In AC Technologies S.A. v. Amazon.com, the Federal Circuit confirmed the PTO’s interpretation of SAS Institute, Inc. v. Iancu, 138 S.Ct. 1348, 1355 (2018) (discussed in greater detail here) requiring that the PTAB address each ground of invalidity raised in an instituted petition in its final written decision. 912 F.3d 1358 (Fed. Cir. 2019).

As we previously discussed [here], the patent office guidance issued after SAS requires the Board to institute both on all invalidity grounds and on all claims raised in an instituted petition–this despite the fact that SAS said only that review of all challenged claims was required, but was silent on a requirement that all grounds be reviewed. In AC Technologies, the Federal Circuit relied upon several of its recent cases to hold that precedent mandates that the Board consider all grounds of unpatentability raised in an instituted petition.

Amazon filed a petition for IPR presenting three grounds. At institution, the Board instituted on Grounds 1 and 2. With respect to Ground 3, the Board found the third ground moot. In its final written decision, based on its claim construction, the Board found that Ground 2 anticipated every claim except claims 2, 4, and 6. The final written decision did not address whether those claims would have been obvious under Amazon’s Ground 3. On that basis, Amazon moved for reconsideration. Both parties submitted additional argument, expert declarations, and exhibits. The Board held that claims 2, 4, and 6 were unpatentable under Ground 3.

AC appealed, arguing that the Board erred procedurally when it invalidated claims based on a ground for which it did not institute in its institution decision. The Federal Circuit pointed to two (post-SAS) cases as holding that, if the Board institutes an IPR, it must address all grounds of unpatentability raised by the petition: Adidas AG v. Nike, Inc., 894 F.3d 1256, 1258 (Fed. Cir. 2018) (remanding non-instituted grounds for review) and BioDelivery Scis. Int’l, Inc. v. Aquestive Therapeutics, Inc., 898 F.3d 1205, 1208 (Fed. Cir. 2018) (“Post-SAS cases have held that it is appropriate to remand to the PTAB to consider non-instituted claims as well as instituted grounds.”) These prior decisions had determined remand was appropriate, and in Adidas, the Federal Circuit went so far as to say that “[e]qual treatment of claims and grounds for institution purposes has pervasive support in SAS.” Adidas, 894 F.3d 1256, 1258 (quoting PGS Geophysical AS v. Iancu, 891 F. 3d 1354, 1360 (Fed. Cir. 2018)). But the court goes further in AC in stating that the Board would have violated the statutory scheme had it not reconsidered its final written decision to address all grounds raised in the petition. Further, the Federal Circuit determined that the Board complied with due process requirements by allowing AC to take discovery and submit additional briefing on the non-instituted ground. Though AC did not receive a hearing specific to that ground, it also never requested any such hearing.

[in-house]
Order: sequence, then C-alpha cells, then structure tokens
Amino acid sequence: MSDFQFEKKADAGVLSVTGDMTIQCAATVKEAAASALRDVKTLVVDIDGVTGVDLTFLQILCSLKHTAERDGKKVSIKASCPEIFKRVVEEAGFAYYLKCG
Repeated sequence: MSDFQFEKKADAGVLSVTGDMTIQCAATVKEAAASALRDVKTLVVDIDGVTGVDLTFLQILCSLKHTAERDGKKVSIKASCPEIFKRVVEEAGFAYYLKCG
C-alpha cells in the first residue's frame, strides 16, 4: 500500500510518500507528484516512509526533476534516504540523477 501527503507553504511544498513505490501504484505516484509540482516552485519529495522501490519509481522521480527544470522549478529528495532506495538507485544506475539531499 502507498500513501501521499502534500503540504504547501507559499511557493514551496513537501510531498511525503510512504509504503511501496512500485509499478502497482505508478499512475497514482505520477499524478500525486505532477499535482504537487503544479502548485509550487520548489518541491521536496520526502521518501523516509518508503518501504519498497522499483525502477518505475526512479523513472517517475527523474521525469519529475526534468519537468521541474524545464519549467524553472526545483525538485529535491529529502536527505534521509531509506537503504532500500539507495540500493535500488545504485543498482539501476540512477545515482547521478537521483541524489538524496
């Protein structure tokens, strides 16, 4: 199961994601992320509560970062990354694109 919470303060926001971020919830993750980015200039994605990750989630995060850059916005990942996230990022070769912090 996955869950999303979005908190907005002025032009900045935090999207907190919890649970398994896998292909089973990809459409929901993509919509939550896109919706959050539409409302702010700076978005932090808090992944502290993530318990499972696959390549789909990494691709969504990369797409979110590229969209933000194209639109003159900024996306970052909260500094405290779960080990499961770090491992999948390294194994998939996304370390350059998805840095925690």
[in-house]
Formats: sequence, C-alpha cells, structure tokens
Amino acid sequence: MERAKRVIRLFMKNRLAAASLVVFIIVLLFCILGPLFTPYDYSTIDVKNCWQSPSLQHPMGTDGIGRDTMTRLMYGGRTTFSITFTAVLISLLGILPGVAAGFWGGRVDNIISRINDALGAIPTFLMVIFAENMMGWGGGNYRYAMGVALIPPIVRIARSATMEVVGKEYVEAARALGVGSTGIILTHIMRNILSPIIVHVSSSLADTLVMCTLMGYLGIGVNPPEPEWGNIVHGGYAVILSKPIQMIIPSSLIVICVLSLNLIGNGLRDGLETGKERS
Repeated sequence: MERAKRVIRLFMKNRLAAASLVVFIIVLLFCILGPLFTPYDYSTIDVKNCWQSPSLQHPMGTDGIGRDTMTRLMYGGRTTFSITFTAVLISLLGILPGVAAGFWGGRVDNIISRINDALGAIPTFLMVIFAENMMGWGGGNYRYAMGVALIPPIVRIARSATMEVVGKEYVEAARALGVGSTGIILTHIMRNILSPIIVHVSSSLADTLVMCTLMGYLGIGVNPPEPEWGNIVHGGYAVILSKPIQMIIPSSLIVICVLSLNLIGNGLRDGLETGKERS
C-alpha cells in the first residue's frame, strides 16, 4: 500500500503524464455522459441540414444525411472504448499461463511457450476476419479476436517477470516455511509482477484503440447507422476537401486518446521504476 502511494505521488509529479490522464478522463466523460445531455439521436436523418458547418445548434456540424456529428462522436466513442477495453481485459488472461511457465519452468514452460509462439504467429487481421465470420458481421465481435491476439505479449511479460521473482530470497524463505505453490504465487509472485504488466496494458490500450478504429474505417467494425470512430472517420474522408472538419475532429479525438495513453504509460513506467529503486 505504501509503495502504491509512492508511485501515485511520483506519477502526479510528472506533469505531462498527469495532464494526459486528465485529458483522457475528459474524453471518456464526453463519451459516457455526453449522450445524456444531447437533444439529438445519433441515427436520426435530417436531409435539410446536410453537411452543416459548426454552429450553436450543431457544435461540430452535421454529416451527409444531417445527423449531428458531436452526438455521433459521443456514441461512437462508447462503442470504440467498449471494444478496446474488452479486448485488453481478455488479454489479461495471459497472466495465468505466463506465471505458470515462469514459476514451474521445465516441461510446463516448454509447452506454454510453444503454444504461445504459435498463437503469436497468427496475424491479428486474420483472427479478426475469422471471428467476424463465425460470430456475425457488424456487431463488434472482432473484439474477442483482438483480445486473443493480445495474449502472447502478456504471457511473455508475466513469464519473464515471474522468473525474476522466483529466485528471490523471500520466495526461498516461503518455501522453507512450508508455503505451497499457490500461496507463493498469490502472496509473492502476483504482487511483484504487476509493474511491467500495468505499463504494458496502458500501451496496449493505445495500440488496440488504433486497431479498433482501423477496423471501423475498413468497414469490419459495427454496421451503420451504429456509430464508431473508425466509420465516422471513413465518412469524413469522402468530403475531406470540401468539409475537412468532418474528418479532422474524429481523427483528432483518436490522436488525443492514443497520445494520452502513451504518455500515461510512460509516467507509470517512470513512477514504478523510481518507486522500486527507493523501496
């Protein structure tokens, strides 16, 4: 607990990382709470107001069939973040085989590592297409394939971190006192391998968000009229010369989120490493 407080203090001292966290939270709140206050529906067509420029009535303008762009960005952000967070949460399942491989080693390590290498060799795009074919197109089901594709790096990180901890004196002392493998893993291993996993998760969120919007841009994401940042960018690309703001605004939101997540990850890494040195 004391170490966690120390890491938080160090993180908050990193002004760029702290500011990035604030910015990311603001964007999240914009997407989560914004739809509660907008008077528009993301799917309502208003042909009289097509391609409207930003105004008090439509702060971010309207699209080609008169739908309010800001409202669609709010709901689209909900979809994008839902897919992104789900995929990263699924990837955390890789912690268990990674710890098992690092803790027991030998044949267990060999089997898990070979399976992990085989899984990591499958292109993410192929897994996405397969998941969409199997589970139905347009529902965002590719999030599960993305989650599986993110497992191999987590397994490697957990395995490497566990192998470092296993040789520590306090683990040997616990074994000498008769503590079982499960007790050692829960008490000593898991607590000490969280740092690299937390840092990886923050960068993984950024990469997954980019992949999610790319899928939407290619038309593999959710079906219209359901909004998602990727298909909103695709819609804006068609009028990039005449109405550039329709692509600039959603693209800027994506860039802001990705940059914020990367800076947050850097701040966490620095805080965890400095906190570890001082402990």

With this decision, the Federal Circuit gives the force of law to the PTO’s interpretation of SAS Institute, and avoids any confusion that may have remained regarding whether or not the Board must institute as to both all challenged claims and all raised invalidity grounds. This has been answered with a resounding yes.